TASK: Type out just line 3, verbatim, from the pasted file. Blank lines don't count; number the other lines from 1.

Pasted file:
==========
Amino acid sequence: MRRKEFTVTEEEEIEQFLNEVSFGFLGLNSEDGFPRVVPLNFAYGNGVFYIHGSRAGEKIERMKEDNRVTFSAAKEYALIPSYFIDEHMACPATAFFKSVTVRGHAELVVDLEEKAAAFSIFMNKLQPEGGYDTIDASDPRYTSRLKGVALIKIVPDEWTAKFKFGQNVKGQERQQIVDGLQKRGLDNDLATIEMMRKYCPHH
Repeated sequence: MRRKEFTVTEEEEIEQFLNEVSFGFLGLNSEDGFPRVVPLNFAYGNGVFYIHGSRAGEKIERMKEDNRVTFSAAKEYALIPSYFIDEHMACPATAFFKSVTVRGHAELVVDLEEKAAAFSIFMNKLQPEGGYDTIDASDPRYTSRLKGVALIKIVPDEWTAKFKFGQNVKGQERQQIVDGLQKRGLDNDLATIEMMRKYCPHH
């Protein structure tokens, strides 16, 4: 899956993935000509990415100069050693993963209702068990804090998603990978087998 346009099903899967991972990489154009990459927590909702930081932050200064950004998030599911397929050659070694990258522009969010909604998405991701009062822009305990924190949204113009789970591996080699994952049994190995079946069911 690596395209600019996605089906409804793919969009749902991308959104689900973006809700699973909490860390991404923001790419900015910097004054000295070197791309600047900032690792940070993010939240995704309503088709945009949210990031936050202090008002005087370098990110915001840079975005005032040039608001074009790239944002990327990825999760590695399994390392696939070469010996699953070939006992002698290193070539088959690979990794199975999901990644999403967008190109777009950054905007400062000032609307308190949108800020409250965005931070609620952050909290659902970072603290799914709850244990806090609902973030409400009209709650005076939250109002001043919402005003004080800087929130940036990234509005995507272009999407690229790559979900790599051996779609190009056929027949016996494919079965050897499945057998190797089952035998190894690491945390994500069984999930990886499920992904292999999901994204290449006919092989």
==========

């Protein structure tokens, strides 16, 4: 899956993935000509990415100069050693993963209702068990804090998603990978087998 346009099903899967991972990489154009990459927590909702930081932050200064950004998030599911397929050659070694990258522009969010909604998405991701009062822009305990924190949204113009789970591996080699994952049994190995079946069911 690596395209600019996605089906409804793919969009749902991308959104689900973006809700699973909490860390991404923001790419900015910097004054000295070197791309600047900032690792940070993010939240995704309503088709945009949210990031936050202090008002005087370098990110915001840079975005005032040039608001074009790239944002990327990825999760590695399994390392696939070469010996699953070939006992002698290193070539088959690979990794199975999901990644999403967008190109777009950054905007400062000032609307308190949108800020409250965005931070609620952050909290659902970072603290799914709850244990806090609902973030409400009209709650005076939250109002001043919402005003004080800087929130940036990234509005995507272009999407690229790559979900790599051996779609190009056929027949016996494919079965050897499945057998190797089952035998190894690491945390994500069984999930990886499920992904292999999901994204290449006919092989």